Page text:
Powering trials for childhood MS

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Childhood MS. Do we need placebo-controlled trials? #MSBlog #MSResearch

“As you know MS is relatively rare in children. Therefore it is not feasible to do large phase 3 clinical trials to show that a DMT is effective in children as we do in adults. What we tend to do is extrapolate the results of adult trials to children. This is not correct. Children may respond or not respond to a DMT for a whole lot of reasons. Legislation has been enacted in both the US and EU that forces pharma companies to do clinical trials in the paediatric population within a certain number of years of them being granted a license for an adult indication. This is good and bad. Good in that it forces us to get data on a specific DMT in children. Bad in that the regulators often want a placebo-controlled data to show that drug is working. Is this ethical when we know how damaging untreated MS can be and we already know that this drug is effective in the adult population? Would you let your child be randomised into a placebo-controlled trial, and run the risk of them being allocated placebo or dummy drug, when the drug in question has already been shown to be effective in adult-MS?”


Epub: Verhey et al. Clinical and MRI activity as determinants of sample size for pediatric multiple sclerosis trials. Neurology. 2013 Aug 21.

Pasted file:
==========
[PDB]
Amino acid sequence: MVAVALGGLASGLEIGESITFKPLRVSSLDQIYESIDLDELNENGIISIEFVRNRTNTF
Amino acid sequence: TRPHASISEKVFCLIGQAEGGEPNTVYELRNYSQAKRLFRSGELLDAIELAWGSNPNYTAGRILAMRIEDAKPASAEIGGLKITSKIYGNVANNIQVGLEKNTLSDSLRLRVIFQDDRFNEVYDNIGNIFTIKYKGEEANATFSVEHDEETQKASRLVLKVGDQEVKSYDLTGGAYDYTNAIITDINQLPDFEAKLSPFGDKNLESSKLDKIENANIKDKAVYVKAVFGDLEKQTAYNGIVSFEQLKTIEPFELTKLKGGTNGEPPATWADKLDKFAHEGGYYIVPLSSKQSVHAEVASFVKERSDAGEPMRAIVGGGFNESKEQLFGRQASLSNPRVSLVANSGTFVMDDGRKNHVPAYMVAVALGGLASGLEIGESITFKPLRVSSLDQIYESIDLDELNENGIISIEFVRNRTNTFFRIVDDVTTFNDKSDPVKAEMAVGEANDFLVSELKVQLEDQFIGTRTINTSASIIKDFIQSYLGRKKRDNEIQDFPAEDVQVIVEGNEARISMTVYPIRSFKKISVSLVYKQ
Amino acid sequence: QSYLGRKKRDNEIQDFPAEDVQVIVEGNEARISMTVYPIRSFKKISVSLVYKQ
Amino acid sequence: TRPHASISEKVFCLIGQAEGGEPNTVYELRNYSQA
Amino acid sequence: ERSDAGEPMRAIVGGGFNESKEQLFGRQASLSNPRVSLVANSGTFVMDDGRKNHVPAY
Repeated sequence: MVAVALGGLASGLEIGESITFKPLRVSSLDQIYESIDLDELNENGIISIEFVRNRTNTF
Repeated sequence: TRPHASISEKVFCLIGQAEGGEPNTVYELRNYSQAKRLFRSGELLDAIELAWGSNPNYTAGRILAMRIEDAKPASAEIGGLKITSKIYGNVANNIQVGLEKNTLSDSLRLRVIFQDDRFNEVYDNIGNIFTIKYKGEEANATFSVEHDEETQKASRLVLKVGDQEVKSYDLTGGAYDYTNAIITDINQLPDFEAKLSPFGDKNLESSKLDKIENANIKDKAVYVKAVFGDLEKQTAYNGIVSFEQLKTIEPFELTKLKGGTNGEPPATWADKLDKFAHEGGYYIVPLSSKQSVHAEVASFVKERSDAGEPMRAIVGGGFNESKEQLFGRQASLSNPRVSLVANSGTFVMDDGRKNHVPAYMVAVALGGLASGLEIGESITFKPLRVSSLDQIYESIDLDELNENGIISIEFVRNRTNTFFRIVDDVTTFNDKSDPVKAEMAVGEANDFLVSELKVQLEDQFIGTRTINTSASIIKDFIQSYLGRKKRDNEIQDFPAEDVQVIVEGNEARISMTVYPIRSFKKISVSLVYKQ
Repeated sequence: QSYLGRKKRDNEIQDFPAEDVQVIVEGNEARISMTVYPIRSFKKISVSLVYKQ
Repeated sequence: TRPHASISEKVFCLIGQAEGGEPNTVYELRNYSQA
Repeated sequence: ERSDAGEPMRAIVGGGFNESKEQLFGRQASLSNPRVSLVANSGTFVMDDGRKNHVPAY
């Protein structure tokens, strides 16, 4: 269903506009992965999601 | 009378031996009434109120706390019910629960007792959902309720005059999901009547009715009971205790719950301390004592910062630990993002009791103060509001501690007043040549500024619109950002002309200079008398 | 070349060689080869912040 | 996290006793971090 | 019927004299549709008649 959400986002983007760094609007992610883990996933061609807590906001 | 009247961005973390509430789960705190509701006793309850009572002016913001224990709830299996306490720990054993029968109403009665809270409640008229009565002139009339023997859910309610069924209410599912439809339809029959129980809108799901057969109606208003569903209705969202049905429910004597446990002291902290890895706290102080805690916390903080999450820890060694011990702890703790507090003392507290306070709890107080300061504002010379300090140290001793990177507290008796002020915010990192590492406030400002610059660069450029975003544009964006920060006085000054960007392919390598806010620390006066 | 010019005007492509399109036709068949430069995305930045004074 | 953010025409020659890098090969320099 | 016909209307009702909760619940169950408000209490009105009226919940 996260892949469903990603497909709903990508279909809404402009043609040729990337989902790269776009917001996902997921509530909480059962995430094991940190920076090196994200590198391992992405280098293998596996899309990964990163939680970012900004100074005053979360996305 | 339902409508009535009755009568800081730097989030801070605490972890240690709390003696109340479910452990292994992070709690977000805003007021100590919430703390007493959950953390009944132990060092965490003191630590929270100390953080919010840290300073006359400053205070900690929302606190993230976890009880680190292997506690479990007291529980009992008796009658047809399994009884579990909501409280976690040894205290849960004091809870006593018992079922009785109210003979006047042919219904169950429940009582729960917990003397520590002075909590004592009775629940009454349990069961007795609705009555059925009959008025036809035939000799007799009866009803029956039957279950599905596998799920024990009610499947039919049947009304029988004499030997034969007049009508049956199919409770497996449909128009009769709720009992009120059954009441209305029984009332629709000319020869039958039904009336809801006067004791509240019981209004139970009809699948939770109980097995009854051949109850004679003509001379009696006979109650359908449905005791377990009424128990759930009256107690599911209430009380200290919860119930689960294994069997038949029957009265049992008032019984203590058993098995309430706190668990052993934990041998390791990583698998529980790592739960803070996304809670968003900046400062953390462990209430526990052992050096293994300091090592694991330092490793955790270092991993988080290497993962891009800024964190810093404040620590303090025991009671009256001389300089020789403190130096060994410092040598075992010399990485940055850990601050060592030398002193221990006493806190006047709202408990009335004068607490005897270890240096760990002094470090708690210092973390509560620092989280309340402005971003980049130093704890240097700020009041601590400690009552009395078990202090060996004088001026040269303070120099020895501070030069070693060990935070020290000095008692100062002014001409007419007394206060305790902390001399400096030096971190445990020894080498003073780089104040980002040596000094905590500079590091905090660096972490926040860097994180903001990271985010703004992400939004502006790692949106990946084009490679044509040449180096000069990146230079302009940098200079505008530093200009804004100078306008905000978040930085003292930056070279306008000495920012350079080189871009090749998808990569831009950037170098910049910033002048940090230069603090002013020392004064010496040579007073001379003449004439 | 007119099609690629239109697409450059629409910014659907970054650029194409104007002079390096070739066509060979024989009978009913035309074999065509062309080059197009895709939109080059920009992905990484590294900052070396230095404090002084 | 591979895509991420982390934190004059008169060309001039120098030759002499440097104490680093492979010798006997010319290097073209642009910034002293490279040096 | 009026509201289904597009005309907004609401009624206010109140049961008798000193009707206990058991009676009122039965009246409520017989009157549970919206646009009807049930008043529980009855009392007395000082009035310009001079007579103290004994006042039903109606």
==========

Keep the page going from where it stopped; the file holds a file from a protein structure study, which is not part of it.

OBJECTIVE: To estimate sample sizes for pediatric multiple sclerosis (MS) trials using new T2 lesion count, annualized relapse rate (ARR), and time to first relapse (TTFR) endpoints.


METHODS: Poisson and negative binomial models were fit to new T2 lesion and relapse count data, and negative binomial time-to-event and exponential models were fit to TTFR data of 42 children with MS enrolled in a national prospective cohort study. Simulations were performed by resampling from the best-fitting model of new T2 lesion count, number of relapses, or TTFR, under various assumptions of the effect size, trial duration, and model parameters.

RESULTS: Assuming a 50% reduction in new T2 lesions over 6 months, 90 MSers/arm are required, whereas 165 MSers/arm are required for a 40% treatment effect. Sample sizes for 2-year trials using relapse-related endpoints are lower than that for 1-year trials. For 2-year trials and a conservative assumption of overdispersion (ϑ), sample sizes range from 70 MSers/arm (using ARR) to 105 MSers/arm (TTFR) for a 50% reduction in relapses, and 230 MSers/arm (ARR) to 365 MSers/arm (TTFR) for a 30% relapse reduction. Assuming a less conservative ϑ, 2-year trials using ARR require 45 MSers/arm (60 MSers/arm for TTFR) for a 50% reduction in relapses and 145 MSers/arm (200 MSers/arm for TTFR) for a 30% reduction.

CONCLUSION: Six-month phase II trials using new T2 lesion count as an endpoint are feasible in the pediatric MS population; however, trials powered on ARR or TTFR will need to be 2 years in duration and will require multicentered collaboration.

Other posts on childhood MS:
12 Apr 2013
BACKGROUND: Obesity in late adolescence has been associated with an increased risk of multiple sclerosis (MS); however, it is not known if body size in childhood is associated with MS risk. METHODS: Using a prospective 
27 Mar 2013
“This report is timely can confirms the MS communities commitment to children with MS and the need to get DMTs approved for treating childhood MS. Hopefully, parents of children with MS will find this initiative a move in the 
05 Feb 2013